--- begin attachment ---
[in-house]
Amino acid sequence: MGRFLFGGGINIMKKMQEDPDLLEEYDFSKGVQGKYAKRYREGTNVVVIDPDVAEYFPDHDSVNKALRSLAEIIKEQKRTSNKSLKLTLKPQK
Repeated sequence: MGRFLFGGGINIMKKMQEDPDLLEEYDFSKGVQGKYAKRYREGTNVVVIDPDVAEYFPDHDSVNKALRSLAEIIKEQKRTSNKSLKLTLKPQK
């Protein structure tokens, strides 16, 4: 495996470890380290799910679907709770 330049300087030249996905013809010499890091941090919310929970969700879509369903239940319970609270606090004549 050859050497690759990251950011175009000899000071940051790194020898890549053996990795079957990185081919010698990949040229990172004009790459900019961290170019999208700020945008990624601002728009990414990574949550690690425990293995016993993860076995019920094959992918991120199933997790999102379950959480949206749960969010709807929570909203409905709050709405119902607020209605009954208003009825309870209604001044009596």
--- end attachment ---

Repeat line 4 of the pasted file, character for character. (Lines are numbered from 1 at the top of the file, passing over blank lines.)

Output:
């Protein structure tokens, strides 16, 4: 495996470890380290799910679907709770 330049300087030249996905013809010499890091941090919310929970969700879509369903239940319970609270606090004549 050859050497690759990251950011175009000899000071940051790194020898890549053996990795079957990185081919010698990949040229990172004009790459900019961290170019999208700020945008990624601002728009990414990574949550690690425990293995016993993860076995019920094959992918991120199933997790999102379950959480949206749960969010709807929570909203409905709050709405119902607020209605009954208003009825309870209604001044009596």